Readers respond to 'disgruntled millennial' whose letter called Grantham's elderly 'rude' and disrespectful to younger generations
Last week, we published a letter by 'disgruntled millennial' who said she believes many elderly people in Grantham are 'rude' and show little respect for younger generations.
We received a number of letters in response.
Here they are:
* As an 82-year-old part of the older generation, I believe that last week’s ‘disgruntled millennial’ (Journal, August 2) needs educating about the older generation.
As children we walked one and a half miles to school and the same home. We never complained.
Home often meant trying to sleep in an air raid shelter, listening to Hitler’s bombs. We made the best of it and tried to enjoy it .
At school we had classmates who had lost their dads in the war; we cried with them.
As young men we went into the armed services at 18 to 19 years old and were paid less than a pound a week. We enjoyed it and learnt to be men.
Later on, when we went back to work, transport was walking or cycling. No cars supplied by parents in those days.
The milk was delivered in bottles; we washed the empties and left them on the step. We never heard the word ‘recycling’ then, we just used common sense.
We bought shopping in paper bags, then walked it home. Again, not to save the planet just common sense.
Plastic, with all its problems, was yet to be invented.
I could go on like this for pages galore, but I think you get the message.
‘Disgruntled millennial’ knows very little about the older generation. Even her reference to large pensions is nonsense; most pensioners live on incomes below the state minimum rate. As for houses, they paid for them for 25 years or more.
I suggest she gets some education on this subject before making a fool of herself.
Ken Wingad, Manthorpe
* Having been born in 1952, may I reply to ‘disgruntled millennial’?
I was taught at school that wheat crops are best in areas where average summer temperatures are 60F and in winter 40F. That explains northern China growing wheat and southern growing rice, and indeed explains oats in Scotland.
I was also taught that the hills just outside Grantham were part of an oolitic limestone ridge that stretches toward Newcastle; oolitic limestone is formed on the seabed so at some stage the Grantham are was under the sea,which proves climate change does occur, or is the last Ice Age a fairytale?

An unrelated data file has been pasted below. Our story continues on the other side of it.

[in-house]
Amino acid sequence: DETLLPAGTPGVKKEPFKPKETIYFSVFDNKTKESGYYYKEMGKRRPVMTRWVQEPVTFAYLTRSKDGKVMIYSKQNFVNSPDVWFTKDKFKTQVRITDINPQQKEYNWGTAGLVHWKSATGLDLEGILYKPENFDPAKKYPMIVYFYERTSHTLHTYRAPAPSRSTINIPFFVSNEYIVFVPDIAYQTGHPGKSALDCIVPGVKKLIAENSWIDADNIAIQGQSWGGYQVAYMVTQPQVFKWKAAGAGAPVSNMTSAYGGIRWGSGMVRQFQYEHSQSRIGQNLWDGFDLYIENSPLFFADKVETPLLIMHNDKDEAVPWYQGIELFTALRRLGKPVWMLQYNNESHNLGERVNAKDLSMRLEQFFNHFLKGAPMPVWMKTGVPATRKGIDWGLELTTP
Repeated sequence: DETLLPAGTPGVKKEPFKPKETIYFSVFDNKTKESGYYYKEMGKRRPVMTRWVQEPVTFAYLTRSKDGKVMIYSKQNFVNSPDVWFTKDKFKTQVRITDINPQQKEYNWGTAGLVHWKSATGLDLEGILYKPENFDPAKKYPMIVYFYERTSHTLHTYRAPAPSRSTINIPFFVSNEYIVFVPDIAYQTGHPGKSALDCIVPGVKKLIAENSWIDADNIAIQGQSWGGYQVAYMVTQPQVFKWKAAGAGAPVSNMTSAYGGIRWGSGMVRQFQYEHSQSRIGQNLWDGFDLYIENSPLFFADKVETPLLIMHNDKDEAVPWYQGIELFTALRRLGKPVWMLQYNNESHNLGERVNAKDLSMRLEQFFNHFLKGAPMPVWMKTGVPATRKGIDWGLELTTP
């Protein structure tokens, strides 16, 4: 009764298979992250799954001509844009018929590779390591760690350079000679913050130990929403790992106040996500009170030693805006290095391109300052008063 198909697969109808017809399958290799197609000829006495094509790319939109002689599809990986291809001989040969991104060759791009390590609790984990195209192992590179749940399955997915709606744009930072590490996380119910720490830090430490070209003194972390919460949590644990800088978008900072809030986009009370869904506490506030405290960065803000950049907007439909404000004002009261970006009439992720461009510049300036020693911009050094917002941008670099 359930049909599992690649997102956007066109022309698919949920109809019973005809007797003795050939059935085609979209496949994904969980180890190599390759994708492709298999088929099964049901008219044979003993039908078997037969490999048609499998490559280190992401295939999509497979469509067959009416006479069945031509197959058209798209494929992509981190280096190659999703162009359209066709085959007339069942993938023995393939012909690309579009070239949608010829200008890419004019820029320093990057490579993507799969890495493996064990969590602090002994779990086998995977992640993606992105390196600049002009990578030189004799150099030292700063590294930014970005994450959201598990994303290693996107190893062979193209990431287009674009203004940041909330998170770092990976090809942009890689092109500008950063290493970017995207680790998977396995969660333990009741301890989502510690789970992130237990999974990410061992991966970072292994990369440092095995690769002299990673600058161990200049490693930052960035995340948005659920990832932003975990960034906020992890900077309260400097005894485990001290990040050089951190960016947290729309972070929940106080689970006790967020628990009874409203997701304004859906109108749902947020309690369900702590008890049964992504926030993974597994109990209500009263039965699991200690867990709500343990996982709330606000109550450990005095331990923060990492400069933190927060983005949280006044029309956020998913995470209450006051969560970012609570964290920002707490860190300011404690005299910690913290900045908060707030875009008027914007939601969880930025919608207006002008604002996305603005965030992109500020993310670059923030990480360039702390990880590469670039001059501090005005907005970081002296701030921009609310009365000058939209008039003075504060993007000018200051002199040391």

When I was in the Merchant Navy we had a nemonic (aid to memory) on the hurricane season in the North Atlantic which went “June too soon, July stand by, August the worst, September remember, October all over,” so when we get regular hurricanes in November climate change will be proved.
Not all silly old fools disbelieve climate change, and we are not all ignorant.
Chris Bunting, Long Bennington
* I feel disgusted and angry at the remarks within the letter by ‘disgruntled millennial’.
I am supposing the writer would class me as elderly, but in no way am I, or have ever been, rude to the younger generation.
As for sitting on our hefty pensions and paid-for houses, we have worked hard for what we own.
Being in full-time employment since the age of 16, paying full taxes and planning for our later years even then. I might add without taking any benefits or grants to help us do so.
Regarding the comment about paid-for houses, we have had a mortgage to buy our property, like many others our age, but we had to find 25 per cent deposit before such was agreed. There wasn’t an opportunity for 100 per cent mortgages.
The person writing this letter is asking us to respect the younger generation. I do, but to a person that will write a letter as such, NO I DON’T.
I will admit that some elderly can be impatient and ill mannered, I have felt that myself.
But you, young lady, or man, have yet to get old and sometimes feel lonely, as many do.
If you don’t want to live in a town full of the elderly, as you put it, move... but I can’t see that happening as property elsewhere is more expensive, to rent or buy.
* How can ‘disgruntled millennial’ tar all Grantham elderly with the same brush?
You recently printed my letter concerning a near run-in as a pedestrian with a millennial cyclist.
I was not born in Grantham but have lived here over 20 years, having retired after working over 44 years.
I have never found anything but courtesy and helpfulness from all ages in Grantham.
I wouldn’t dream of not saying thank you when someone helps or holds open a door for me – yes, it still happens.
I’d like to know who has my “hefty pension” and “paid-for home”.
My starting wage was under £2 per week.
Having done over 30 years of youth work in my spare time I have always had the youth in mind.
Can I suggest that he/she does some community work and learns it takes all types to make up this world of ours.
Has he/she never had a bad day?
Take no notice, people of Grantham, you are doing fine.
Jean Taylor, Allington